The Northern Cardinals and Brown Thrashers are still all over the lake, but the Scissor-tailed Flycatcher has taken a bit of a breather and has disappeared for a while. They always seem to return in a couple of weeks, but they generally are one of the first birds to leave for fall migration. I saw a handful of them still around, but it won’t be much longer until they disappear, too, for a temporary reprieve.
Great-tailed Grackles and Eastern Kingbirds
There are still plenty of Great-tailed Grackles and Eastern Kingbirds protecting their respective territories, mostly on both sides of the Southern Cove. The Red-winged Blackbirds are living nearest the water, and keeping poor Great Blue Heron at bay. However, when he can make it through the Front Line, he stays on some of the logs and snags, quietly preening and doing a little fishing when necessary.
We all know that the Western Kingbirds are all living at my place, right? How appropriate can that be?
We Can Save the Rainforest, a Piece at a Time!
- Saving rainforests, protecting endangered wildlife - Rainforest Trust - Rainforest Trust
Rainforest Conservation with Rainforest Trust (formerly World Land Trust-US) - 25 year track record of successful and tangible conservation actions.
The Hawk and the Cat, A True Story on Intervention
My friend, Jeannie, told me about an interesting experience that she had yesterday. There was a gaggle of Canada Geese crossing the road on the east side of the lake. She had stopped her car for them and was watching the plot unfold, when a black cat came into view. I know exactly what cat she is referring, as I have seen it hungrily looking for songbirds, also on the east side of the lake. Then, she said, suddenly a hawk swooped out of a tree and made that cat jump head over heels. You see, the moral only goes to show that nature can win in a big way when all the cards are on the table. That hawk likely saw me admonishing that cat around the songbirds, and took it upon itself to assist me in my quest. Isn’t life sometimes a bowl of cherries?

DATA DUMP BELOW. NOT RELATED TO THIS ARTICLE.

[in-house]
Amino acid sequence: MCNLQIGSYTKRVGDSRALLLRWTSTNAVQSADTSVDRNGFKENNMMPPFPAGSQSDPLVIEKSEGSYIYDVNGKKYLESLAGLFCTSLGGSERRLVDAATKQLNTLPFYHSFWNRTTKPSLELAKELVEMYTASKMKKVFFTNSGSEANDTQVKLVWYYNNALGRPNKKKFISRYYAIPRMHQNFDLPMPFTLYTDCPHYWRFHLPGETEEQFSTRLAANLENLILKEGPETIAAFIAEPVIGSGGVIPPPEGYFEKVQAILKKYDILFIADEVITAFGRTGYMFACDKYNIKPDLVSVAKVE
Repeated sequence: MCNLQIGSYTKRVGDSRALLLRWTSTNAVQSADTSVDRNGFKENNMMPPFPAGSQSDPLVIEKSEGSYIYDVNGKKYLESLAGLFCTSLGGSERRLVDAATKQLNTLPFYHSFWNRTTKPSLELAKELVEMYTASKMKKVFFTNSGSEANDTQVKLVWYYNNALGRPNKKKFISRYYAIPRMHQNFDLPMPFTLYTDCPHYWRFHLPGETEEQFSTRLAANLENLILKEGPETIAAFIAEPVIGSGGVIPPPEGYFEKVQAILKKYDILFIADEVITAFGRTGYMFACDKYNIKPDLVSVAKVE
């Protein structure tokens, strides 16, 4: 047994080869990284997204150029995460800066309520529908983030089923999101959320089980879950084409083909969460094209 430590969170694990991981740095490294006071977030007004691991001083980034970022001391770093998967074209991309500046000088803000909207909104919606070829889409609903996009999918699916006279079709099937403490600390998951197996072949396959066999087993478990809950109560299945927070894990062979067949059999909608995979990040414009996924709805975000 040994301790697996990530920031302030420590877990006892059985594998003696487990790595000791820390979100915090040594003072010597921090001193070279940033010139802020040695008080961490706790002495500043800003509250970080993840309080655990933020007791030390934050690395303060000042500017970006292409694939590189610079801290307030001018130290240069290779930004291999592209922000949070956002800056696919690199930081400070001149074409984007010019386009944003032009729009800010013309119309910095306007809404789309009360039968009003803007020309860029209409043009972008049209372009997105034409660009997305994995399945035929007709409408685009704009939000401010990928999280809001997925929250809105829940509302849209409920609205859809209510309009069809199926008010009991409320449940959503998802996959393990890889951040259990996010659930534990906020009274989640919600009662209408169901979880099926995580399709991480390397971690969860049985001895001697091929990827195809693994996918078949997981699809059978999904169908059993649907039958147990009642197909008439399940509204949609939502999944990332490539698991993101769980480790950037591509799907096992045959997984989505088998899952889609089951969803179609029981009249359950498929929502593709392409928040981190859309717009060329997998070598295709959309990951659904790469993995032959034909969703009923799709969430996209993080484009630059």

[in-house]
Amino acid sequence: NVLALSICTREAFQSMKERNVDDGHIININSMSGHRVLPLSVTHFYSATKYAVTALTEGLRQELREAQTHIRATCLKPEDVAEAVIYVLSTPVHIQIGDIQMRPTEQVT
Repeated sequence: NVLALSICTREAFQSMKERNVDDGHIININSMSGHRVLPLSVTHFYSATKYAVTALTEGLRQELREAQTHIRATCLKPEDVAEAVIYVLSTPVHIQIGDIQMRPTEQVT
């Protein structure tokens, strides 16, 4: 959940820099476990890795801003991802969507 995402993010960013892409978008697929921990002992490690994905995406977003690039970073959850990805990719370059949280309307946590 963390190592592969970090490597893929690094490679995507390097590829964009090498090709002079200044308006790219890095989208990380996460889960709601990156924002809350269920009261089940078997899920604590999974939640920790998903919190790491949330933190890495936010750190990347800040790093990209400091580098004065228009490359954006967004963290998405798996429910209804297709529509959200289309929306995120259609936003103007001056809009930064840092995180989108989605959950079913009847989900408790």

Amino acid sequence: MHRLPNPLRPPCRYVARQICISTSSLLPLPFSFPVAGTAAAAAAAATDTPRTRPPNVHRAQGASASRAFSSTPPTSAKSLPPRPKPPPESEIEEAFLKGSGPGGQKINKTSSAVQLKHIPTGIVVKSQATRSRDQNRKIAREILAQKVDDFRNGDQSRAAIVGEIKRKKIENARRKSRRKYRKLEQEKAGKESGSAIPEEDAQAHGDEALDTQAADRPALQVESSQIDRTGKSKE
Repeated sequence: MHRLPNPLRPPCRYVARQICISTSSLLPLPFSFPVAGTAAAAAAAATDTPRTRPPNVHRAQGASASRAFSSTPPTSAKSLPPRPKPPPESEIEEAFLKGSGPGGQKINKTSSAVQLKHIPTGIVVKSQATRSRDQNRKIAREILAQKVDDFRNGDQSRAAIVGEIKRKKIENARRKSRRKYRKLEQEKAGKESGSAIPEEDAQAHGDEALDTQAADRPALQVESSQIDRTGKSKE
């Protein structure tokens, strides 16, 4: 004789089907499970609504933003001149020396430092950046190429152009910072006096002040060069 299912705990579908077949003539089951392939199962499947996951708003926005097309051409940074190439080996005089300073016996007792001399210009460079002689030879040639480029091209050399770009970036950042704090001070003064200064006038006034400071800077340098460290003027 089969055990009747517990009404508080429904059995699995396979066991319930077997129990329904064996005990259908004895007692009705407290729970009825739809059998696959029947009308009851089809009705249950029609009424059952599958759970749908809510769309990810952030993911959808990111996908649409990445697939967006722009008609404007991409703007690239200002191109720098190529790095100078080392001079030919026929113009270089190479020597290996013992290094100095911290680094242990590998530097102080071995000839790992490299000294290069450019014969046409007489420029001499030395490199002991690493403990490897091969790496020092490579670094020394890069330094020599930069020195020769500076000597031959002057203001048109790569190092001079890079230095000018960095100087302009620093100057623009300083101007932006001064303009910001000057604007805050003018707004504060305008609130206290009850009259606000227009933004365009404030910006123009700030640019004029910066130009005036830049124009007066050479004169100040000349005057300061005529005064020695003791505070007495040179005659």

I also had a short trip to The Links Golf Course, which is a wonderful wildlife area. The area is north of the Northern Reaches, and hosts a number of Mississippi Kites, Great Egrets, Great Blue Herons, Green Herons, Blue Jays, Northern Cardinals, and most likely a number of other wonderful things that I hadn’t even seen. It is beautifully landscaped, and was relatively quiet while I was there. I managed to get a few pictures, and if I can, I will go there again, and see what other beautiful birds and animals I can photograph and observe.
With those words, I will leave you to think about your own week birding. If anything noteworthy occurred, you can certainly keep me informed. Keep your eyes on the ground and your head in the clouds until next time when we meet again. Happy birding!
Where is Boomer Lake in Stillwater, OK?
© 2014 Deb Hirt